Here’s something free and unique to do if you have a spare afternoon in New York City: attend the live taping of a late (or late-late) night talk-show! I say afternoon, because a) while the shows air in the evening, tapings typically happen earlier that day b) even though you have to book your tickets in advance, there’s a lot of waiting around in lines involved before you can actually take your place in the audience. Here’s what my experience attending a live taping of “The Late Show with Stephen Colbert” was like.
But first, why The Late Show with Stephen Colbert? I actually watch the show every day and I absolutely love Stephen Colbert. I love his smart humour, and think his guests tend to be more interesting than those on other shows. Also, I was busy all week with work commitments and his late show is the only one that tapes on Fridays when I finally had some free time 😉
The first step if you want to see any late night talk-show (Jimmy Fallon, Seth Meyers or Trevor Noah also shoot in New York City) is to go online and get (free) tickets. I knew exactly when I would be in New York and stalked the Late Show’s website for available tix, which are typically released a month in advance and go REALLY fast. I booked my spots for February 19th on January 11 to give you an idea of the timeline. Once you’ve got the tickets, you should clear out your calendar for that entire afternoon. Attending a live taping is a BIG time commitment and involves a lot of waiting around. Even with your pre-reserved tickets, you still need to queue to physically claim said ticket on the actual day of the taping and seats are first comes first served starting at 2PM. My ticket instructed me to get in line “no later than 3PM” but I showed up at the Ed Sullivan Theater on Broadway (between 53rd and 54th) at 1PM to get decent seats. Each show is overbooked, and reserving a spot is no guarantee that you’ll get in. At 2PM, the line started moving, as Late Show staff checked my reservation and my I.D. They gave me a numerical ticket (111/400… not bad!), stamped my hand with a black CBS logo and instructed me to come back at 3:45PM.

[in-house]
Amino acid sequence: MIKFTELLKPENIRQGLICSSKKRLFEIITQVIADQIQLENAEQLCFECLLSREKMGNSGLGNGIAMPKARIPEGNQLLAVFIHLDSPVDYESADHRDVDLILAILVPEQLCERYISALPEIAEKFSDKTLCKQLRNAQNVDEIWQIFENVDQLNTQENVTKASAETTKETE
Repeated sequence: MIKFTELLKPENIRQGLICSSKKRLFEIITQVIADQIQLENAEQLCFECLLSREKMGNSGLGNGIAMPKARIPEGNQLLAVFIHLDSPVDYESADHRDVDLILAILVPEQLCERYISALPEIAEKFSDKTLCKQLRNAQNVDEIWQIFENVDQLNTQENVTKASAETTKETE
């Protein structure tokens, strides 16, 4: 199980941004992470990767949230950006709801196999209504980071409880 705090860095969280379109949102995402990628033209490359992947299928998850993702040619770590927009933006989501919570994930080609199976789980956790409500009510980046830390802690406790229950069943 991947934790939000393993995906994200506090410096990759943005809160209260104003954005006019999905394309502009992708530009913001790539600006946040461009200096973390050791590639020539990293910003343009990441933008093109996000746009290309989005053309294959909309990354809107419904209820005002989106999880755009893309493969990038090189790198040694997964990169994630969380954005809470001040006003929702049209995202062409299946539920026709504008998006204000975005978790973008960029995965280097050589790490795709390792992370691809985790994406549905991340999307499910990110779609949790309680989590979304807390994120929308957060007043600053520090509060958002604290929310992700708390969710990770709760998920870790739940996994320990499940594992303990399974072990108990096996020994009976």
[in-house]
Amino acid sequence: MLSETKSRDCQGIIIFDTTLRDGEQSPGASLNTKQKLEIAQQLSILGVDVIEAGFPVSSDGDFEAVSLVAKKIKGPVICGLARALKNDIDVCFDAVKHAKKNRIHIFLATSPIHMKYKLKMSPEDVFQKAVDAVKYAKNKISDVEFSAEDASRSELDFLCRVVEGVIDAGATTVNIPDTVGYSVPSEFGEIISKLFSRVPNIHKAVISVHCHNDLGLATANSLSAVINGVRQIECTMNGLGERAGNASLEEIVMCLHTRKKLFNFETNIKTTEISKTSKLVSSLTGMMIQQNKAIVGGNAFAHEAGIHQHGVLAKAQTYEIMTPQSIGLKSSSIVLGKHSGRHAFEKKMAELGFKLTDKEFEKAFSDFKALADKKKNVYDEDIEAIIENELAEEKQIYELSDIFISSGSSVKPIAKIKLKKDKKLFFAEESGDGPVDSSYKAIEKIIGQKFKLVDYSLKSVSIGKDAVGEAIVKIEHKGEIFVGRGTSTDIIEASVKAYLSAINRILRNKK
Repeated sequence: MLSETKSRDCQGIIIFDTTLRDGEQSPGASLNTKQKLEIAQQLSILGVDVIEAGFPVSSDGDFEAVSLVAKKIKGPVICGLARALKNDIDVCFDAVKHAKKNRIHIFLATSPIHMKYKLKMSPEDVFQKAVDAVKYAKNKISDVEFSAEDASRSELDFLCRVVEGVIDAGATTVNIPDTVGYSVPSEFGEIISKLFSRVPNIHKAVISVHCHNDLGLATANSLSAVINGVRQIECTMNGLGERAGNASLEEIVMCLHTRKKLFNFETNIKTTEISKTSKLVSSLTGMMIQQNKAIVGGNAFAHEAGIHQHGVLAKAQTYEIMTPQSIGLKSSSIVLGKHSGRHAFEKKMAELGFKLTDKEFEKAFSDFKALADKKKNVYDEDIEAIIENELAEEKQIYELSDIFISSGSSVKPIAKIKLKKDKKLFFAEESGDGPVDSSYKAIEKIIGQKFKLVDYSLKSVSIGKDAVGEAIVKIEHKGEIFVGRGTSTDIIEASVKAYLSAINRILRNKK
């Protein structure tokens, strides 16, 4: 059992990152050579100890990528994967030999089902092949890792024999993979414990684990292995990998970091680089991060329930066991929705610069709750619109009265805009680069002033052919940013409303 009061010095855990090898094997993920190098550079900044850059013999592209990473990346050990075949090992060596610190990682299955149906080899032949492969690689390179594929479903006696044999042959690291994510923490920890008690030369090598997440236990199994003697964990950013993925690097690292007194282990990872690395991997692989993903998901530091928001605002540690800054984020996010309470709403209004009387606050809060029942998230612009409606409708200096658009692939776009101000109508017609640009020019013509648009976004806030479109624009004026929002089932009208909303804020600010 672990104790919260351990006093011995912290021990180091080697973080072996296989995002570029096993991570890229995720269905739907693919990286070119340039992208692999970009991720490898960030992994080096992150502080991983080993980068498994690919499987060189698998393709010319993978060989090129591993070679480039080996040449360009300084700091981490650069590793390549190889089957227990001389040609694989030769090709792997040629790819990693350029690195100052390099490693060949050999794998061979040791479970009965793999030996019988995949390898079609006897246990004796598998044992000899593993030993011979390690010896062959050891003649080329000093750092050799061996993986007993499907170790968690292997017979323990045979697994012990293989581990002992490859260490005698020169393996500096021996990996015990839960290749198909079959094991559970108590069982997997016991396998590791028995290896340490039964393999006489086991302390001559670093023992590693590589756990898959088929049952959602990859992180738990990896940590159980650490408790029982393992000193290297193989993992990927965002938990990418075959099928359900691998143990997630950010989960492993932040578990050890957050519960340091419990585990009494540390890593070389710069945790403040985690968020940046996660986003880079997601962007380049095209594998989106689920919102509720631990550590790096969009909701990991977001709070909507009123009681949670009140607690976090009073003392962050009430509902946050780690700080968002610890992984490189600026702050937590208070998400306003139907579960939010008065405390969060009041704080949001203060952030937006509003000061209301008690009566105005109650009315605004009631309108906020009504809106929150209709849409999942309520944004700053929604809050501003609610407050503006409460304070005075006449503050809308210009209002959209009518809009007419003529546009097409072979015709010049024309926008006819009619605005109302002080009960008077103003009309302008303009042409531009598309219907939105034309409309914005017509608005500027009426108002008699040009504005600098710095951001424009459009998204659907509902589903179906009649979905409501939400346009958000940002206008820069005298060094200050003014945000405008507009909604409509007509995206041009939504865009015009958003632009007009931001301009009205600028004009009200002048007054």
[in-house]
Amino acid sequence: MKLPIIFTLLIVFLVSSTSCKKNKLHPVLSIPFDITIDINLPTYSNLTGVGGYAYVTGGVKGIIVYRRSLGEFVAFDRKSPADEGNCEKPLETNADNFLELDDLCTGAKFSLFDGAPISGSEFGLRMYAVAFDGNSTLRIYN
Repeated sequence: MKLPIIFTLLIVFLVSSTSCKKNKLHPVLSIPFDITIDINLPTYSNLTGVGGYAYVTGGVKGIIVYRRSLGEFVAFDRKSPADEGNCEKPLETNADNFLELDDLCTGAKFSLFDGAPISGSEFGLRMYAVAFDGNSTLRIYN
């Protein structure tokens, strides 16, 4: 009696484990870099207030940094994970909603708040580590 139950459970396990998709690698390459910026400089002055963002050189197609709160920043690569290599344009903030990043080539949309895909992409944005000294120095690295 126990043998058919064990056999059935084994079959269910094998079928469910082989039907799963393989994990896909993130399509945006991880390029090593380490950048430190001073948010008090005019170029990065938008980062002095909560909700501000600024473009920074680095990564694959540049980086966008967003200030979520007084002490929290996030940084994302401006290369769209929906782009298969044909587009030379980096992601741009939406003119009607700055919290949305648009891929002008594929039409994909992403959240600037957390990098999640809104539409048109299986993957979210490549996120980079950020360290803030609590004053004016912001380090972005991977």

That gave me about an hour and half to grab a late lunch. Luckily, I knew of two great options in Hell’s Kitchen, within a 5 minute walking distance: Danji and Totto’s Ramen, both on 51st street between 9th and 10th avenue. After standing an hour outside in the middle of February, ramen seemed like the best option to warm up!
At my assigned time, I headed back to the Ed Sullivan theater and waited another 10 minutes lined up in numerical order based on my ticket. Our bags were scanned before we got to queue some more, this time at least in an indoor area inside the theater. Another pro-tip: if your bags are too large, they’ll make you check them so pack light. And I was able to go in with a bottle of water. That time of the waiting was possibly the worse because you’re crammed into a rather small room with 150 other people with 2 TVs cranking out old Stephen Colbert skits as only distraction. FINALLY, a young lady with a microphone welcomed us and reminded us of a few things: mainly, we’ll be filmed (duh!) and we’re not allowed to use our cell phones. I’d attended a few tapings of the Daily Show with Jon Stewart before so I knew the drill. No tweeting, snap-chatting, instagramming and NO photography whatsoever in the studio! Womp womp!